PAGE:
Is an Official Independence Referendum for Catalonia ‘Inevitable’?
Over a third of Catalonia’s electorate voted in an “informal independence consultation” Sunday, prompting Guardian editor Alberto Nardelli to predict that it’s just a matter of time before the region is granted an official referendum to vote on its independence from Spain. Over 80 percent of voters who participated expressed their interest in an independent Catalonian state, but, as Nardelli points out in two straightforward charts, the significance of the vote doesn’t have much to do with how people answered the questions on the ballot.
Rather, it’s the incredible turnout that the Spanish government will not be able to ignore.
Catalans headed to the polls on Sunday for an informal consultation on the region’s independence. Two questions were on the ballot. The first asked voters if they thought Catalonia should be a state, and the second, if so, should that state be independent. According to provisional figures, 80.76% (1,861,7536 people) of participants voted yes to both questions. 10.07% voted yes-no, 4.54% voted no.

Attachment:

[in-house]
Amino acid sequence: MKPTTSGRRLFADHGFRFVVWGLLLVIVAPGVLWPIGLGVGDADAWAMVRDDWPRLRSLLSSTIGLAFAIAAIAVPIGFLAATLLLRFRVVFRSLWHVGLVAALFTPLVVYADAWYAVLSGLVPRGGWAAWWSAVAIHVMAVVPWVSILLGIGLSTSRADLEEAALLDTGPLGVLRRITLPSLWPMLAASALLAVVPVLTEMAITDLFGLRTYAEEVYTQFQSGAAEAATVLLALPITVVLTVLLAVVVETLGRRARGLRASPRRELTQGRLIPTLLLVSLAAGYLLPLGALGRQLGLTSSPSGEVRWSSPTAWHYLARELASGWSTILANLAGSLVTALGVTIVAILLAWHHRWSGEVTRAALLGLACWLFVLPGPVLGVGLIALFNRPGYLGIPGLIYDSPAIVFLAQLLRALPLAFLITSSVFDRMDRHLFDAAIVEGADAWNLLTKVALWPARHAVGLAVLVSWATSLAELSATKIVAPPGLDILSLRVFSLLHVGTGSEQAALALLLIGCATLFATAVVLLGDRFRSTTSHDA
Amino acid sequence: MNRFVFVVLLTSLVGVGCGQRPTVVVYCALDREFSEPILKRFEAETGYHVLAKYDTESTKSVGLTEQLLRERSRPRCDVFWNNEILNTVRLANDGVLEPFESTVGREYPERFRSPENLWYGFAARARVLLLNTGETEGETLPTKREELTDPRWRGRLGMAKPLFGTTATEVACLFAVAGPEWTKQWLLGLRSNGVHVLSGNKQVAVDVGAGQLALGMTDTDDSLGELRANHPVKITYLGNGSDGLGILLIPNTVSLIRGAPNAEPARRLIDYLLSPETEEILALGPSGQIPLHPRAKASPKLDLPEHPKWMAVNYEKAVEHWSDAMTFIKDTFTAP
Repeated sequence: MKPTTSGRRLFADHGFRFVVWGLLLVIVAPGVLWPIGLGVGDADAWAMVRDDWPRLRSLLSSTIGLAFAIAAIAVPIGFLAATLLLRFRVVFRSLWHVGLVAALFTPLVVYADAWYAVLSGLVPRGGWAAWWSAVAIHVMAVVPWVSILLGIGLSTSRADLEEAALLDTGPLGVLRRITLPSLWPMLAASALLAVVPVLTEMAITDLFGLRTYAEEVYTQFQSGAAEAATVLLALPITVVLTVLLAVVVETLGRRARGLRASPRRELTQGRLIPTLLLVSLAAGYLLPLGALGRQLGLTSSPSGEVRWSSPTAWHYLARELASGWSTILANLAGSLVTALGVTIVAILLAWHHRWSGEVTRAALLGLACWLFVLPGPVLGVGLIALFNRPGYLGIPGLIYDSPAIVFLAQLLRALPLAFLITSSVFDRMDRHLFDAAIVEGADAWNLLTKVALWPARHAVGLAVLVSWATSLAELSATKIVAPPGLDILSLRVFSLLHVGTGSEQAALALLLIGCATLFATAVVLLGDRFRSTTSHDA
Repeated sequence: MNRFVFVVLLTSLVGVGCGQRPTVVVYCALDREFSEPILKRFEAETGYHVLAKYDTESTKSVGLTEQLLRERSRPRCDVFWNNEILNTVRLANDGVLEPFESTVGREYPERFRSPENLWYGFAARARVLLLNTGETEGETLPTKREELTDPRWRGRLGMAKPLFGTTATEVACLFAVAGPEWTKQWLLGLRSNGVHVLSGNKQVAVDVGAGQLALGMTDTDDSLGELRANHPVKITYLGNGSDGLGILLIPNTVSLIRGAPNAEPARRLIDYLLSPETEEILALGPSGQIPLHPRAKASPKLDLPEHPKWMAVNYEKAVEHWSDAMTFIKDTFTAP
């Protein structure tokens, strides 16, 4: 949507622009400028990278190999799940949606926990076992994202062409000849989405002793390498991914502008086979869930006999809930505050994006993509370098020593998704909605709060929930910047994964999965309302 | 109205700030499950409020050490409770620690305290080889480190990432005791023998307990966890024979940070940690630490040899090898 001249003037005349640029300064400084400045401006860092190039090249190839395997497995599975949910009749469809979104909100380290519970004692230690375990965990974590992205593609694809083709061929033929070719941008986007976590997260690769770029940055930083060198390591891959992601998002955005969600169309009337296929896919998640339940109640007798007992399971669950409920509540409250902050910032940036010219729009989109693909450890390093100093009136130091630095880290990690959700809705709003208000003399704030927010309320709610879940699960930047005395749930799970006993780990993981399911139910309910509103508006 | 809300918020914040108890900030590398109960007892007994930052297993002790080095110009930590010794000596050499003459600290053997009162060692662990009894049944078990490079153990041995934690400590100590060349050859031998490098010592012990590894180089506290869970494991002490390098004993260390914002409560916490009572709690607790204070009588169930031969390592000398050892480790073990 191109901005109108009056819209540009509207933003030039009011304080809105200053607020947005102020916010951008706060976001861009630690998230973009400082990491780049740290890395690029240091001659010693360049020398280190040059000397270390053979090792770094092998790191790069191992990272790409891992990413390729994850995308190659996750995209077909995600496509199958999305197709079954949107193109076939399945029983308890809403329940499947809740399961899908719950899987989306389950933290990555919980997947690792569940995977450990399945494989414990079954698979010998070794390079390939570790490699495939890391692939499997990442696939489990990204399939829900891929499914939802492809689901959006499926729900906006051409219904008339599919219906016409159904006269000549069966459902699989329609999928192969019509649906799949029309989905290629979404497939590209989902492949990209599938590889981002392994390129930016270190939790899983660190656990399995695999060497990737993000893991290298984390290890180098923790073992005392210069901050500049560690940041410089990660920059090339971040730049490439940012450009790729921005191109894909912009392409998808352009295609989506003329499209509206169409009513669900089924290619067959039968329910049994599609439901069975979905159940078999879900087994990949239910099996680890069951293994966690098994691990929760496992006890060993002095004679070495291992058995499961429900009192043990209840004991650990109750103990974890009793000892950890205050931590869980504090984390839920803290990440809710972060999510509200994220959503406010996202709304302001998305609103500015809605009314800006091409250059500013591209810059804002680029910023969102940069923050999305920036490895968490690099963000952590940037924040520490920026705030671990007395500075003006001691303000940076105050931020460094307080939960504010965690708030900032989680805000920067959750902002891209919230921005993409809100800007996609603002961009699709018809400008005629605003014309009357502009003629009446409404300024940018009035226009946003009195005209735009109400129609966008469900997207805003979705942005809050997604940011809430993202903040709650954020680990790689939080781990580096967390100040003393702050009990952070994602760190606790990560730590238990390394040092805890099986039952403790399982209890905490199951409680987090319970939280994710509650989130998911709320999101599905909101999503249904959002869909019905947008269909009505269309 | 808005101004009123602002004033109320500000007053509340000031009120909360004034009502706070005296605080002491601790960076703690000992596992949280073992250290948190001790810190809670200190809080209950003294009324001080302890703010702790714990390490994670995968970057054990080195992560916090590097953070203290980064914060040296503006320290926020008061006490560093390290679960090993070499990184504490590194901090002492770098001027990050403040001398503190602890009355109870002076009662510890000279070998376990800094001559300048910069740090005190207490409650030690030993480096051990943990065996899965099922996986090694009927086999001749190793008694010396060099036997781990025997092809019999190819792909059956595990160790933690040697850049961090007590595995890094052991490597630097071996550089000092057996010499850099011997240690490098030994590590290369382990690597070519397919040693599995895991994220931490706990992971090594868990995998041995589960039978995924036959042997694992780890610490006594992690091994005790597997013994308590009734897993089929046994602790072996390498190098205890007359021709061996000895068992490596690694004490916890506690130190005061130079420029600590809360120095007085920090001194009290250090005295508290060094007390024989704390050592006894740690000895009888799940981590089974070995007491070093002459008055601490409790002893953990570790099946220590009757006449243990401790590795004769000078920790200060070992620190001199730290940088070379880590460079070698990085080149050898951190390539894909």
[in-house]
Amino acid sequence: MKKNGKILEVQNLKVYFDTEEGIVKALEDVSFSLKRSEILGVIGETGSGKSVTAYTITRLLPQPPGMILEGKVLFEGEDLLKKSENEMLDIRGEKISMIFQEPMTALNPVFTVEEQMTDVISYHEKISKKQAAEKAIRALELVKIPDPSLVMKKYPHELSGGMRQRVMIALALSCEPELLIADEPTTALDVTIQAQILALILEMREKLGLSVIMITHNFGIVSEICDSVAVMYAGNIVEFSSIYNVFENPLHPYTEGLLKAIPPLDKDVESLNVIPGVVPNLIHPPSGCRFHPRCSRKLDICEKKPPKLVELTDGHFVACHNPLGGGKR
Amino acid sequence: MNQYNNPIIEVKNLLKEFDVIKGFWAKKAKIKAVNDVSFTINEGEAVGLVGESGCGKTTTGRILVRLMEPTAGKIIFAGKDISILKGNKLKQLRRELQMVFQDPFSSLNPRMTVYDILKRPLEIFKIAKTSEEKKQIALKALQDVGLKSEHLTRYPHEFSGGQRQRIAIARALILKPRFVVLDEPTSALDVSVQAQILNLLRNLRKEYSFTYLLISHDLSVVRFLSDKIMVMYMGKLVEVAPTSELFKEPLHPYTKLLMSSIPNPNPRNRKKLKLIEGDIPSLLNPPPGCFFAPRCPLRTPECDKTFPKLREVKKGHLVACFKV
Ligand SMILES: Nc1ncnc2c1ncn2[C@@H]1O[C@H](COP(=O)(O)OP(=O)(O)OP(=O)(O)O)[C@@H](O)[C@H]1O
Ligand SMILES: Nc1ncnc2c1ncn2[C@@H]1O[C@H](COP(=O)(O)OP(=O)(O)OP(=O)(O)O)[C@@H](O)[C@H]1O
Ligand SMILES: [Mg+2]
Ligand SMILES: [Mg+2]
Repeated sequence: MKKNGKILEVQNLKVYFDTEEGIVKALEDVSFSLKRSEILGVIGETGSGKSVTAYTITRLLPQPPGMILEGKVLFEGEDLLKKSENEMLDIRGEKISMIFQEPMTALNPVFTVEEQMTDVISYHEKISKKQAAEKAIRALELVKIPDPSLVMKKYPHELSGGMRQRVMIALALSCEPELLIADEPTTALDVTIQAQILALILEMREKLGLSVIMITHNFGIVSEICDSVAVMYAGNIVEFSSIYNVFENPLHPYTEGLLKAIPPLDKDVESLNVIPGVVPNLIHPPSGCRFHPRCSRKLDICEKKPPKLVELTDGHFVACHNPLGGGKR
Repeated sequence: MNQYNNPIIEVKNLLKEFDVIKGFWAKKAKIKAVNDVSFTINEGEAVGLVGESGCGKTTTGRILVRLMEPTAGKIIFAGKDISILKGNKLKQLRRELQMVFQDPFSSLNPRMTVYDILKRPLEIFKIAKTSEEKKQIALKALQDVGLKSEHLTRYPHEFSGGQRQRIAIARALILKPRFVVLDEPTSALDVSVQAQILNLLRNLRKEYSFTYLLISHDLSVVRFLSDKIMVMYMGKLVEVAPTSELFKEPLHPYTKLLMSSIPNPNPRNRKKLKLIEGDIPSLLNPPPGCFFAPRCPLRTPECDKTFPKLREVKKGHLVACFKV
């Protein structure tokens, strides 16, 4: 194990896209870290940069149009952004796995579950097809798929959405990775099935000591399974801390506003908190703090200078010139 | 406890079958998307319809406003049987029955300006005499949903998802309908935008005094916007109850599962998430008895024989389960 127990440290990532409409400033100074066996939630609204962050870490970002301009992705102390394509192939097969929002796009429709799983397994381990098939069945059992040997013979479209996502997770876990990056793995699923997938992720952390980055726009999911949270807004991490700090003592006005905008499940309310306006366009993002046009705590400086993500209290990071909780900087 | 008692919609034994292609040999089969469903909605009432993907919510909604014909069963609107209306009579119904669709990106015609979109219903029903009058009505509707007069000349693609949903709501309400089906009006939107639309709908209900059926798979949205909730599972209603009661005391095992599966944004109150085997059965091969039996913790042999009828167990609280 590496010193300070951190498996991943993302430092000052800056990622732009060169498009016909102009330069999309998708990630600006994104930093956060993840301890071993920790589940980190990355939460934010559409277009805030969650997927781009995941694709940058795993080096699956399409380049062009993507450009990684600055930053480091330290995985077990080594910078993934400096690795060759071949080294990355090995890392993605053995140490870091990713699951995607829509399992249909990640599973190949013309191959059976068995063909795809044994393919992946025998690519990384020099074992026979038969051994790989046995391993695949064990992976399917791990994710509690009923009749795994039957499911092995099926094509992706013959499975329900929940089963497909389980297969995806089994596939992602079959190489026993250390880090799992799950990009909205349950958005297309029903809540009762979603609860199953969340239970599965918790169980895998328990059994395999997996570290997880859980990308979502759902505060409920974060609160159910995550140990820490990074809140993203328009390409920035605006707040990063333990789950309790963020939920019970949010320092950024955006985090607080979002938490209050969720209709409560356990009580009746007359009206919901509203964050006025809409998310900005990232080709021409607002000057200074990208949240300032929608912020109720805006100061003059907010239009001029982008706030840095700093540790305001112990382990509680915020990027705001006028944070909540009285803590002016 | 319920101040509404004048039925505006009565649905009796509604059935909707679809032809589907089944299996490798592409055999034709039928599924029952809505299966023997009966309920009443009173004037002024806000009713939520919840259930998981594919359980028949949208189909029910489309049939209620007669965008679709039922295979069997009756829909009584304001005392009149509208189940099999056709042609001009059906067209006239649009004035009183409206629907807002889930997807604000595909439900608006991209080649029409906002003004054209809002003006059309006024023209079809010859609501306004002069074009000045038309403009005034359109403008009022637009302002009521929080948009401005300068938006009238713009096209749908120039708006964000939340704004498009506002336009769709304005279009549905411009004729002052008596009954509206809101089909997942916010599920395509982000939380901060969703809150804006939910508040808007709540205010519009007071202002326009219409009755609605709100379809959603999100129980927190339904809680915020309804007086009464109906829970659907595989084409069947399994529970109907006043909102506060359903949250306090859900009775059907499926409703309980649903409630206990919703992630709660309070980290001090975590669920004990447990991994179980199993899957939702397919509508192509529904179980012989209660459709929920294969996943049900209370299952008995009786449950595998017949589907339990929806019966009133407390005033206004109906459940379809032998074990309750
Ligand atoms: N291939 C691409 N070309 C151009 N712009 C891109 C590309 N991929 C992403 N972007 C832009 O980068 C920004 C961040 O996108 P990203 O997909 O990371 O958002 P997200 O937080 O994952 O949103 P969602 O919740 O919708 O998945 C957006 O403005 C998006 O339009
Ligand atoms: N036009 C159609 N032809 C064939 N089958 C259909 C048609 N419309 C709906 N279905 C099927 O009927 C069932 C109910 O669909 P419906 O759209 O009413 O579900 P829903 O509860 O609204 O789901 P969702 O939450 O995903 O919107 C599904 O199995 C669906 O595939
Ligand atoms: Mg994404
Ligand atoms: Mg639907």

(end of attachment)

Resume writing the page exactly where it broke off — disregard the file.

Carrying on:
According to Spain’s central government, the election was illegal and an act of propaganda that should have not taken place. The exercise was boycotted by parties against independence, and in fact polls show that the independence question is actually quite evenly balanced. Even the organisers wouldn’t claim that the 80% figure should lead to independence.
The number that does matter from Sunday’s vote is participation. Organisers estimate that once all ballots will be counted, more than 2.2 million people took part in the participatory exercise. Translating the figure into a turnout percentage isn’t straightforward, as the vote was open to residents above the age of 16 and the electoral process was different from standard elections. Using the census would place turnout at about 35.5%. While according to the Catalan government the electoral register counts 5.4 million eligible voters.
—Posted by Natasha Hakimi Zapata
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